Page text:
Reading The New Media Reader in the usual way should of course be informative and helpful. Below are two particular suggestions of other ways to apply the concepts and critiques herein.
Understanding new media is almost impossible for those who aren't actively involved in the experience of new media; for deep understanding, actually creating new media projects is essential to grasping their workings and poetics. The ideas described in these selections can open important new creative areas for beginners and professionals alike. The book and CD can also help readers avoid an all-too-common problem in the new media field: the reinvention of the wheel. Instead of rebuilding the same systems with new technologies, those who look to The New Media Reader can base their new attempts on the lessons learned from existing work.
New media's biggest breakthroughs haven't come by simply expending huge resources to tackle well-understood problems. They have come from moments of realization: that a problem others haven't solved is being formulated in the wrong way, or that a technology has a radically different possible use than its current one, or that the metaphors and structures of one community of practice could combine with the products of another to create a third. That is, breakthroughs have come from thinking across disciplines, from rethinking one area of inquiry with tools and methodologies gained from another—whether in the direction of Theodor H. Nelson's conception of computing in literary terms, or the opposite movement of Raymond Queneau's formulation of storytelling and poetry in algorithmic terms. One of these brought us the Web; the other, digital narrative. There are almost certainly still fundamental contributions like this to be made in new media. Reading The New Media Reader's selections against one another can offer a way to begin this type of rethinking.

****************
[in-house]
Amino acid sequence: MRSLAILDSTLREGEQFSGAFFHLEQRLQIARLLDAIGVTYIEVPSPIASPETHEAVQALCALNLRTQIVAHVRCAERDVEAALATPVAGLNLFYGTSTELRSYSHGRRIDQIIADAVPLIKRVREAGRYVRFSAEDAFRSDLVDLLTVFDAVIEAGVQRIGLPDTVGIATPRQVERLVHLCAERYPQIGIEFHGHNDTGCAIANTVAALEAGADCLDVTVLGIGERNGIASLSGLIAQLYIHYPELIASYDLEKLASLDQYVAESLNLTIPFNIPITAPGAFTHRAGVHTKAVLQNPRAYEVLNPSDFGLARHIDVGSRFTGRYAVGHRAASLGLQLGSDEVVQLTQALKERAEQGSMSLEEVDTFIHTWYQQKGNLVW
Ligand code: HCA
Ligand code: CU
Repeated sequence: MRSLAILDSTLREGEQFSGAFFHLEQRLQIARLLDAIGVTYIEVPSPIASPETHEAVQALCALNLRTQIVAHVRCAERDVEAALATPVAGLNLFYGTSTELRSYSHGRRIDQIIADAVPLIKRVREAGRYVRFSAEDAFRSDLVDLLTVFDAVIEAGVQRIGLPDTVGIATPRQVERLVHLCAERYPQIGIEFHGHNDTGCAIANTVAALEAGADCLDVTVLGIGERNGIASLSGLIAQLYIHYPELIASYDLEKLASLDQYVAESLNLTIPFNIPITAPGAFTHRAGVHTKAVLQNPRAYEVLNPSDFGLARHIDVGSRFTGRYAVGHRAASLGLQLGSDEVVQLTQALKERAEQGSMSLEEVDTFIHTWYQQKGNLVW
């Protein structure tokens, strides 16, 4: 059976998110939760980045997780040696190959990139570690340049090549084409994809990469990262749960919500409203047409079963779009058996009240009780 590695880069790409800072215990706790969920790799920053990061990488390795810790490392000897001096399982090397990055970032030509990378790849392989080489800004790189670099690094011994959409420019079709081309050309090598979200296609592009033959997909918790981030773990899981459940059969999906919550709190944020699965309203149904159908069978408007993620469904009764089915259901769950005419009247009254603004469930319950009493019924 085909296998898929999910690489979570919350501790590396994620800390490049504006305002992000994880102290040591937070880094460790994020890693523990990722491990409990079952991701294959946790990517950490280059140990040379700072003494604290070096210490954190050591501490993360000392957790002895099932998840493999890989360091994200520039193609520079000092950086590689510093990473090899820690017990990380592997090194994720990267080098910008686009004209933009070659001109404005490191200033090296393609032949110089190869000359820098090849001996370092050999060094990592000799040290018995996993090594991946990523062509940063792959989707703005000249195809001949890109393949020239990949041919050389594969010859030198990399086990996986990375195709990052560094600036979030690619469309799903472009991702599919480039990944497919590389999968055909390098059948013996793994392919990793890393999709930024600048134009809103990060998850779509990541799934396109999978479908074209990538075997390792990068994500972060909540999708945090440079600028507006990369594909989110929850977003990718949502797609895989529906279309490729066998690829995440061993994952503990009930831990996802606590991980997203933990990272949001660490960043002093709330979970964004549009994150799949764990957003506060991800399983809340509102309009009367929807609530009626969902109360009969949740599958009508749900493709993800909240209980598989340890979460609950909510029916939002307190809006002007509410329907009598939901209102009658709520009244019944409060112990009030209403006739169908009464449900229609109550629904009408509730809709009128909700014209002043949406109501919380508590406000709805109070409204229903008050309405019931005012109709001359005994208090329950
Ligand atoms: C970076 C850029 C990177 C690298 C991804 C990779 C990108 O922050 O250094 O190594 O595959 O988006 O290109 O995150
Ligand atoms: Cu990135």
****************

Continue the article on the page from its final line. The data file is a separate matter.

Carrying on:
The New Media Reader speaks to articulate the history of a field that has too often gone unheard, both by entrepreneurs seeking to bring the next big thing to the Web and by academics approaching new media from their own discipline. Why the past has been neglected is no mystery: the genealogy of new media is much more obscure than its ecstatic, fully-indexed, online present. What historical documents are available are often found in fragments—on the Web in PDF, in an assortment of anthologies divided by subfields, or in the dusty microfilm files that Vannevar Bush hoped would one day be hooked into the memex. Often when early articles in new media are reprinted they do not include the important illustrations that accompanied the original publications. This anthology, embracing print and digital media, is our effort to uncover and assemble a representative collection of critical thoughts, events, and developments from the computer's humanistic and artistic past, its conception not as an advanced calculator but as a new medium, or as enabling new media. Many of these original insights, even many of the most radical, grew out of an understanding of media that came before as well as a background in what already existed of the new media field. We hope the materials here will help provide such an understanding and offer fuel for inspiration.
[See also designer Michael Crumpton's explanation (in PDF) of the special symbols and unique nagivation system used in The New Media Reader. Or, back to the main New Media Reader CD page.]